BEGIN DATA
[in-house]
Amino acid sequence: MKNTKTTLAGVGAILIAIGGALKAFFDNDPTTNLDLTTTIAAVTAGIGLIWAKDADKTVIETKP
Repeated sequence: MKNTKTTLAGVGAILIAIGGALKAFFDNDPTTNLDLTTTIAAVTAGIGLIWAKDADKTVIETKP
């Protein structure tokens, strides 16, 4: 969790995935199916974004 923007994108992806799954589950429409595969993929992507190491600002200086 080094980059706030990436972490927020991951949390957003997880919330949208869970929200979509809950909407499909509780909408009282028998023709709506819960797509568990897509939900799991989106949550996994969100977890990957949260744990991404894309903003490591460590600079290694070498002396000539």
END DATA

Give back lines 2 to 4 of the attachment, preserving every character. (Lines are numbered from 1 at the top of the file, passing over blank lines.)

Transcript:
Amino acid sequence: MKNTKTTLAGVGAILIAIGGALKAFFDNDPTTNLDLTTTIAAVTAGIGLIWAKDADKTVIETKP
Repeated sequence: MKNTKTTLAGVGAILIAIGGALKAFFDNDPTTNLDLTTTIAAVTAGIGLIWAKDADKTVIETKP
């Protein structure tokens, strides 16, 4: 969790995935199916974004 923007994108992806799954589950429409595969993929992507190491600002200086 080094980059706030990436972490927020991951949390957003997880919330949208869970929200979509809950909407499909509780909408009282028998023709709506819960797509568990897509939900799991989106949550996994969100977890990957949260744990991404894309903003490591460590600079290694070498002396000539």